• The track indicator shows which running track is to be used (step 1).
  • Route levers lock routes—i.e., all levers needed by a route—mechanically (step 2).
  • Finally, the lever frame holds the points and signal levers (step 2).

The next two pictures show these devices at the signal box no.1 of Ziersdorf. The abbreviations on the block instruments are:
  • Be = Befehlsempfang; literally "command receive"
  • Ff = Fahrstraßenfestlegung; literally "route lock";
  • Ts = Tastensperre; literally "button lock";
I'll explain their working below.

Ziersdorf was a real, albeit small station with three running tracks. However, for my explanations I will reduce the complexity even more to the bare minimum: I will look at one signal box, one direction of travel and one running track—in effect, one single route. Thus, I "cut" the following parts from Ziersdorf's frames (the two abbreviations mean: "Fdl"="Fahrdienstleitung"="traffic bureau" and "Stw"="Stellwerk"="signal box"):

I will place this single route in a station that
  • has only one set of points on each side of the station,
  • does not need FPLs (presumably, the maximum speed on the line is only 40kph),
  • has only single-arm semaphores (which is allowed on such a slow line)
  • and still has "throat boxes," i.e., a signal box at each end of the running tracks.
(I do not know whether any real station had all these properties. But there were at least signal boxes at the end of stations that moved only a single set of points—e.g. at Hintergasse on the Arlbergbahn or at Strechau in Styria).

But before I present the working of 5007 frames in animated detail, let me describe with one more piece of text, namely a "sequence table."

3. Sequence table of a train movement

The following table describes the standard procedure for a train movement past a signal box equipped with a type-5007 frame, together with the necessary actions on the command frame in the traffic bureau. The table shows, in each column, the state of a part of the system—in this case, block instruments and levers. Each state change is marked by a bold black line that is accompanied by the state descriptions. For block instruments, these short descriptions are shown in the respective colour shown in the block instrument's window. On the left, there is a "narrative" of who does what during the train movement. A click on the table opens a more readable PDF file:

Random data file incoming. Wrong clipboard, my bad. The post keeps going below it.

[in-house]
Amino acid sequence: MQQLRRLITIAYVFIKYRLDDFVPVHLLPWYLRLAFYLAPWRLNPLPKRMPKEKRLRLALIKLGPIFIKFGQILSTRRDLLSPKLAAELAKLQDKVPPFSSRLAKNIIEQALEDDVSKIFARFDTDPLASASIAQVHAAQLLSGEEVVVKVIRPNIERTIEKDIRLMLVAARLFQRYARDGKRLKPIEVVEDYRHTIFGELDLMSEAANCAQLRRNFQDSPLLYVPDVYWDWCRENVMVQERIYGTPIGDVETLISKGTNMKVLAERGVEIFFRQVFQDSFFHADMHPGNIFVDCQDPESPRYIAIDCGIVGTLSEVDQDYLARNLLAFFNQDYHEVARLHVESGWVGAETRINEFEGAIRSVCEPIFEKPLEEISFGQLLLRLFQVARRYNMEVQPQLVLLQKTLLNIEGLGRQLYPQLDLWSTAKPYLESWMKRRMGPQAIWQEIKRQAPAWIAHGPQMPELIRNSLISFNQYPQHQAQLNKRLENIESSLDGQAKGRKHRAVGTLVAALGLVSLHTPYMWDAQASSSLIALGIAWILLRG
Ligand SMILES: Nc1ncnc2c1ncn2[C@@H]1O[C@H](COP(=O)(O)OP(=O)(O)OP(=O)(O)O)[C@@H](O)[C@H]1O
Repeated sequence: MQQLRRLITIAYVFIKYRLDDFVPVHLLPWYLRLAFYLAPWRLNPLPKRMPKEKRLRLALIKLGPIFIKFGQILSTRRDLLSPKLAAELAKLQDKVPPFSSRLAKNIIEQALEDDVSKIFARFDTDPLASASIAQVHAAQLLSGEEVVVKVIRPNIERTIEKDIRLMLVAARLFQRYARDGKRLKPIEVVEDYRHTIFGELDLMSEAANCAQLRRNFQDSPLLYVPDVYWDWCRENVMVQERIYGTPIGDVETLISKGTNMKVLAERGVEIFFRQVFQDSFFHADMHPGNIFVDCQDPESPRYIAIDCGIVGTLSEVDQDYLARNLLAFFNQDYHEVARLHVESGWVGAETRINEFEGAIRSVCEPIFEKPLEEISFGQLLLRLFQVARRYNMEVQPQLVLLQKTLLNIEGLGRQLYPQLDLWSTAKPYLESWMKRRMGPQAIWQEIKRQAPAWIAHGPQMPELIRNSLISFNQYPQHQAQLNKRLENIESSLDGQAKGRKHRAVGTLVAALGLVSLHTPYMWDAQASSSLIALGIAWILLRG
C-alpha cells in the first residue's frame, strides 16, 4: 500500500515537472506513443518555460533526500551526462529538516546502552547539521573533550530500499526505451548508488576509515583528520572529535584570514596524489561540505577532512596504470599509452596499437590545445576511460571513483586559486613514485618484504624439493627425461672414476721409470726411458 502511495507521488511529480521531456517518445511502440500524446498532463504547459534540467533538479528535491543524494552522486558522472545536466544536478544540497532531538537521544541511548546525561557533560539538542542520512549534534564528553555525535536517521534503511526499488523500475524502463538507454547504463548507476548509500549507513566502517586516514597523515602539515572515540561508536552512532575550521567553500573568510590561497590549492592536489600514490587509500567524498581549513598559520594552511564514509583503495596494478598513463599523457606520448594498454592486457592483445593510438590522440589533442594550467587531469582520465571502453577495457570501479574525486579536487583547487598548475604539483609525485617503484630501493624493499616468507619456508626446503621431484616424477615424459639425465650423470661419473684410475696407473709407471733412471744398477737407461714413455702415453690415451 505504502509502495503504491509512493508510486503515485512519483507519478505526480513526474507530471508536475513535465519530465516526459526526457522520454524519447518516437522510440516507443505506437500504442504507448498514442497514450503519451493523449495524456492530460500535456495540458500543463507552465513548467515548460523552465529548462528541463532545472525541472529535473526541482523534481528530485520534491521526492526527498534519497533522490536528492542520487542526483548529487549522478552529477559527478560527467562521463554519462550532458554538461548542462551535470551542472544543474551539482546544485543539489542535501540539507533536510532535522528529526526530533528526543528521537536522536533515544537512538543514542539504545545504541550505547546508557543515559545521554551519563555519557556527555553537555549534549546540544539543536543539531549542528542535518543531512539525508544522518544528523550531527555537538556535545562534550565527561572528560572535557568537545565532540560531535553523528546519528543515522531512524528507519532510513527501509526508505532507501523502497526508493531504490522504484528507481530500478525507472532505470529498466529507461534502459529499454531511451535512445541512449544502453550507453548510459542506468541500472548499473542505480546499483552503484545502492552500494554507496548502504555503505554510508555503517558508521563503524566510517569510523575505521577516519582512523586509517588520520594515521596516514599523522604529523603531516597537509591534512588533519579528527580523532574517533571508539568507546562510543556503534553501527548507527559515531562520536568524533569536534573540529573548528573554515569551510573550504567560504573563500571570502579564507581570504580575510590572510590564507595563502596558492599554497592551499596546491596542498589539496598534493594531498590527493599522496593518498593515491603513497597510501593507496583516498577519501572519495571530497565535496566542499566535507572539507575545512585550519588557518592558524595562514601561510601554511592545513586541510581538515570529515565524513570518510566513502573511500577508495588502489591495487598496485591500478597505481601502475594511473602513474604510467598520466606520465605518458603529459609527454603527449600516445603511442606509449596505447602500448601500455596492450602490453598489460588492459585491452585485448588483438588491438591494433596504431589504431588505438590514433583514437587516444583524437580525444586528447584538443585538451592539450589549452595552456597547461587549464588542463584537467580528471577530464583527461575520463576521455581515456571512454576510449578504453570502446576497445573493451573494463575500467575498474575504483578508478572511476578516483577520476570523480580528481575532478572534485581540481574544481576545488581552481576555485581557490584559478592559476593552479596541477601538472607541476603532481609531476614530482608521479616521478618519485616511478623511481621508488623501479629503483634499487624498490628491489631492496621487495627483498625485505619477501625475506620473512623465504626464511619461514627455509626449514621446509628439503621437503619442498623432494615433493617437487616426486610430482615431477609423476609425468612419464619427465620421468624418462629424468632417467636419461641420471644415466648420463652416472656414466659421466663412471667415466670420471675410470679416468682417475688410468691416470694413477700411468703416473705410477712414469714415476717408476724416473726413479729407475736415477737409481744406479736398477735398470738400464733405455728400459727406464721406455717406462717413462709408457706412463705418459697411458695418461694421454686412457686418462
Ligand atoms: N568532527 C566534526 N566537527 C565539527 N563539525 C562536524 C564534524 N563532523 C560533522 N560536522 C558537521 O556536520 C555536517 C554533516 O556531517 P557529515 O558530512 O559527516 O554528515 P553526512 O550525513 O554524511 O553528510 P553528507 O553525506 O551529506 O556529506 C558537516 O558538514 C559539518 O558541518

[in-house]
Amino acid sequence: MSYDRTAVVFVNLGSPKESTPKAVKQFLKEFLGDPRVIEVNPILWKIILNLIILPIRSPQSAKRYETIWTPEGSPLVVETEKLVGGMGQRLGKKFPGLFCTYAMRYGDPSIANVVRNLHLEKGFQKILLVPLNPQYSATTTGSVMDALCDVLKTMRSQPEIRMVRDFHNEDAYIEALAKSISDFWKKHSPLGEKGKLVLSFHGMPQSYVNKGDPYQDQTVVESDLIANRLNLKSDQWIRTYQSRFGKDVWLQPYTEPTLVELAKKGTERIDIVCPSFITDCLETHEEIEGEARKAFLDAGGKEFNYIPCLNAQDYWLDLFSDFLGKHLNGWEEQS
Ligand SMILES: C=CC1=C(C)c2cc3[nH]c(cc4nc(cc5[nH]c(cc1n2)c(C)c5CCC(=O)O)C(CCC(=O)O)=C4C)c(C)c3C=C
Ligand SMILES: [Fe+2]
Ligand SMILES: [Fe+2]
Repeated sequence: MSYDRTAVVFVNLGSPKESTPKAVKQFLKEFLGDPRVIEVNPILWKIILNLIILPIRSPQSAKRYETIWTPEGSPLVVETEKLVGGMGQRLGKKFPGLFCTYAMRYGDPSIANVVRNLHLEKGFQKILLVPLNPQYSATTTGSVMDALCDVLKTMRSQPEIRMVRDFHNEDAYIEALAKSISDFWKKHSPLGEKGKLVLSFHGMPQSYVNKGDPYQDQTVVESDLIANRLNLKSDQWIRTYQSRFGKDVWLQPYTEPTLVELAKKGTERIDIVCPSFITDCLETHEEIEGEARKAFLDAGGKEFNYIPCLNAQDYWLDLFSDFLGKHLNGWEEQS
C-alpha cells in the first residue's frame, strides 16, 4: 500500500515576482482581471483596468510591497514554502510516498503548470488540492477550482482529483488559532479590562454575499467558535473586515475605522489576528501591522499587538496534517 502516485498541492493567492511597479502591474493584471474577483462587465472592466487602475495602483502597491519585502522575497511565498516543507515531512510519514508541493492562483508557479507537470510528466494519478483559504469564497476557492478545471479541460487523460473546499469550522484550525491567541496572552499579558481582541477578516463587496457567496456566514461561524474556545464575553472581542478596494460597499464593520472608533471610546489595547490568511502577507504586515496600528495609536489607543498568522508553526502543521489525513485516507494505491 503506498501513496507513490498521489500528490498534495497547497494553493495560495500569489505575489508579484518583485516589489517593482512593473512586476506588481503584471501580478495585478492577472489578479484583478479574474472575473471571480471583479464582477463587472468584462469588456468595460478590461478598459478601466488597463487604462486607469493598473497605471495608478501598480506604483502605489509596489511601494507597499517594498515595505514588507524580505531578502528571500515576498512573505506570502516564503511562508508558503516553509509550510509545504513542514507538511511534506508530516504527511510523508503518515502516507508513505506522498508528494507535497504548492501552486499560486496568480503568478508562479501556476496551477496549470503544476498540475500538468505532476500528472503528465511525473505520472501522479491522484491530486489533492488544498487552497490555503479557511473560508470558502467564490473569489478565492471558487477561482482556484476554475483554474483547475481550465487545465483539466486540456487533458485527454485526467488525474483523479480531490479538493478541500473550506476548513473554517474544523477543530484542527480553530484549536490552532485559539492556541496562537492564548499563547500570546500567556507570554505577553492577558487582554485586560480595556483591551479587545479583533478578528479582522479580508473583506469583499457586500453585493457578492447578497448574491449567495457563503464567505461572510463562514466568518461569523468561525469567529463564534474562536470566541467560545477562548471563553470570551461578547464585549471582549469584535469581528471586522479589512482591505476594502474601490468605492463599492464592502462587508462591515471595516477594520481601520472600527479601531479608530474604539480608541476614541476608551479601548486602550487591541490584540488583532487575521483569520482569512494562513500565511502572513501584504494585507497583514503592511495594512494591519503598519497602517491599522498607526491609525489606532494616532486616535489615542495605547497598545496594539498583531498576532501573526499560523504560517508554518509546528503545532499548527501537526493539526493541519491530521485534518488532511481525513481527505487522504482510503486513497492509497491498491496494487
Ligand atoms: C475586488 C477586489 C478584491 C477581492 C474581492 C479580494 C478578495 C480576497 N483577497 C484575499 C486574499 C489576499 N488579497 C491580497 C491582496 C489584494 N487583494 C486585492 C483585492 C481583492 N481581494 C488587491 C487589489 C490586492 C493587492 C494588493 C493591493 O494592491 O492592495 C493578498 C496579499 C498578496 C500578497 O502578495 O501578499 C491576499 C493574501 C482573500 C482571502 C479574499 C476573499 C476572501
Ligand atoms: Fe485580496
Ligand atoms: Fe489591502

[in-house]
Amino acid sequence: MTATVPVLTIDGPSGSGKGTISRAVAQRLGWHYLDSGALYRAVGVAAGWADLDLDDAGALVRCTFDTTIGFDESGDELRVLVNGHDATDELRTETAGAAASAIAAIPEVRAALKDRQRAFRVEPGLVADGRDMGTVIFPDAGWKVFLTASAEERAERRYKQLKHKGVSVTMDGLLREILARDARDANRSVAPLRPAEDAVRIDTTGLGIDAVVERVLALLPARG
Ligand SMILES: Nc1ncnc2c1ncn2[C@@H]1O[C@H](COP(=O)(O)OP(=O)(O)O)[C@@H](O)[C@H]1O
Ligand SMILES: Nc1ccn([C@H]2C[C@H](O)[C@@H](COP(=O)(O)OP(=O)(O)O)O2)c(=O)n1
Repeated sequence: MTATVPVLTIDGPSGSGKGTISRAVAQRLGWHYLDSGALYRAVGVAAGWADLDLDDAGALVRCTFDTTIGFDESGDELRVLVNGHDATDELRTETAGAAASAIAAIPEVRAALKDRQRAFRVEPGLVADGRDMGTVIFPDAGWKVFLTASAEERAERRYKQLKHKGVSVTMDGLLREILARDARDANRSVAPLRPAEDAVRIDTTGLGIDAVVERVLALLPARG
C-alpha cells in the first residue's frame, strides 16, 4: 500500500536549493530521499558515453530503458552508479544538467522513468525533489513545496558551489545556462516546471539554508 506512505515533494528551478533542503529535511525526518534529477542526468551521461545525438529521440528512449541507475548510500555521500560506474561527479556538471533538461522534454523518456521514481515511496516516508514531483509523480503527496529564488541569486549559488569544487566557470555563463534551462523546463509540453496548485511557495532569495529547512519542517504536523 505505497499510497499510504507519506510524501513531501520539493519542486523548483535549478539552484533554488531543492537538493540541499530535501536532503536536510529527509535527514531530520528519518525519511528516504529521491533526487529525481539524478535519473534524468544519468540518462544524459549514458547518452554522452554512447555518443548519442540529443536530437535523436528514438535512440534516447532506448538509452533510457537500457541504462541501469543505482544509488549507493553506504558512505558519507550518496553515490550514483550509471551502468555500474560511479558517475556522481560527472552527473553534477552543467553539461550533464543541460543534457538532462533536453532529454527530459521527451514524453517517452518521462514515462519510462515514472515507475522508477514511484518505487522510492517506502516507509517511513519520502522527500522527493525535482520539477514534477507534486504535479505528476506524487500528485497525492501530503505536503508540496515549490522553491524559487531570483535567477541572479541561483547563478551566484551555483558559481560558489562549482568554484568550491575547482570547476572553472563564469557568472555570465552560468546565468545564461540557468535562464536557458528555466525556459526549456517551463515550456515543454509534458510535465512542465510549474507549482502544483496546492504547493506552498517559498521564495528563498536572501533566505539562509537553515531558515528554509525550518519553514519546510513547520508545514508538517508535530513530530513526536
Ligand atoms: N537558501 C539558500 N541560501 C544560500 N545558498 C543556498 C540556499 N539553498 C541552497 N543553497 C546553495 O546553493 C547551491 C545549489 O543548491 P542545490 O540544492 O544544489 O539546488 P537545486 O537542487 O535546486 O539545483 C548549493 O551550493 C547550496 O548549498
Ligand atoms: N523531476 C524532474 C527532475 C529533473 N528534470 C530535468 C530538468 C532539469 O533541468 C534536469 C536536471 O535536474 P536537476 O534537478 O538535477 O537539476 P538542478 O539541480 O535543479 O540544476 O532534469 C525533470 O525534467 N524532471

Of course, there are many more operation sequences in the case of technical or operational problems. For example, it must be possible to revoke an order if the station in the rear needs to change the order of trains on short notice; or it must be possible to run trains as securely as possible even if a signal is out of order. This type of problems has a significant impact on the design details of the various parts involved—however, I'll ignore all this in the following description and proceed as if everything worked completely regularly.

4. Animations

The following six animations, finally, show the actions during a train movement as experienced by the traffic director and a pointsman. In these animations, green covers hide the inner details—in the next posting, I will then reveal what's going on "behind the scenes." Each animation has flashing orange arrows that point to the place where someone has to do something. My main modelling work went into the central and signal box frames, whereas I neglected the details of the points and the signal—for example, the points should have blade locks (when I have lots of time, I might add such details). The numbers besides the paragraph headings refer to the steps of the table in the previous section. The animations should be detailed enough to view them in full-screen mode—this might reveal one or two details that are hard to detect otherwise.